Health News Archive - June 09, 2005
Cushing syndrome caused by adrenocorticotropic hormone (ACTH) production from solid tumors can result in life-threatening hypercortisolemia. Ectopic ACTH production is most commonly associated with bronchial carcinoids and squamous cell carcinoma of the lung.
Retroperitoneal bleeding is one of the most serious, potentially lethal complications of anticoagulation therapy.
Since its opening two years ago, the H.H. Chao Comprehensive Digestive Disease Center (CDDC) at UCI Medical Center in Orange has provided high quality care for patients whose cases other hospitals have deemed too complicated or too difficult to handle.
They may be sweet and sticky but raisins contain compounds that suppress bacteria responsible for cavities and gum disease, U.S. researchers said on Wednesday.
Soaring malpractice insurance premiums are discouraging many doctors from specializing in obstetrics and gynecology and also affecting where obstetricians are offering their services, a new study finds.
New HIV prevention treatments for women may be available as early as 2009, a sign of hope for fighting a world AIDS epidemic with an increasingly feminine face, a top researcher said on Thursday.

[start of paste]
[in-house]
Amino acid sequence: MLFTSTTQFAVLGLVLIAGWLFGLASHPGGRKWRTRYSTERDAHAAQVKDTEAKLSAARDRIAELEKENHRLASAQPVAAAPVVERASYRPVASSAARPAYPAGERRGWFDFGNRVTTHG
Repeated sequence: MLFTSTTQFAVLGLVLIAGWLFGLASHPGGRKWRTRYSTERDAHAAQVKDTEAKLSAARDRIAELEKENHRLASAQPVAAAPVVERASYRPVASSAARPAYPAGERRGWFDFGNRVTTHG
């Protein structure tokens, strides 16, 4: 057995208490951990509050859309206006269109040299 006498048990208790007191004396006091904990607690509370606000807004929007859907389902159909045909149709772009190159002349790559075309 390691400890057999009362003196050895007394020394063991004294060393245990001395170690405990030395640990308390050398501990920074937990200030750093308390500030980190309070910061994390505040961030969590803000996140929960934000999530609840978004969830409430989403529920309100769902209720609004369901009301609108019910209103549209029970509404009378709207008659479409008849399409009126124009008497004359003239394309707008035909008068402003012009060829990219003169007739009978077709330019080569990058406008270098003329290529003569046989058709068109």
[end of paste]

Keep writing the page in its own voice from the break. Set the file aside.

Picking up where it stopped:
Parents with major depression or panic disorder are more likely to have children with asthma and other allergy-based conditions, according to study findings published in the journal Psychosomatic Medicine. The fact that the association held only for biological children supports the idea of a "shared genetic liability."
Our brains hold many of the mysteries of who we are and why we do what we do. Unlocking the mystery of how exposure to violent media affects our brains is the focus of Indiana University School of Medicine research published in the May/June issue of the Journal of Computer Assisted Tomography.
In what may be one of the first medical uses of nanotechnology, a chemist and a doctor who specializes in infectious childhood diseases have joined forces to create an early detection method for a respiratory virus that is the most common cause of hospitalization among children under five.
Researchers at Oregon Health & Science University's Doernbecher Children's Hospital have uncovered a unique therapeutic strategy to combat cachexia -- severe malnutrition and physical wasting away -- in children and adults with chronic kidney disease (CKD). The study is published in the June issue of the Journal of Clinical Investigation.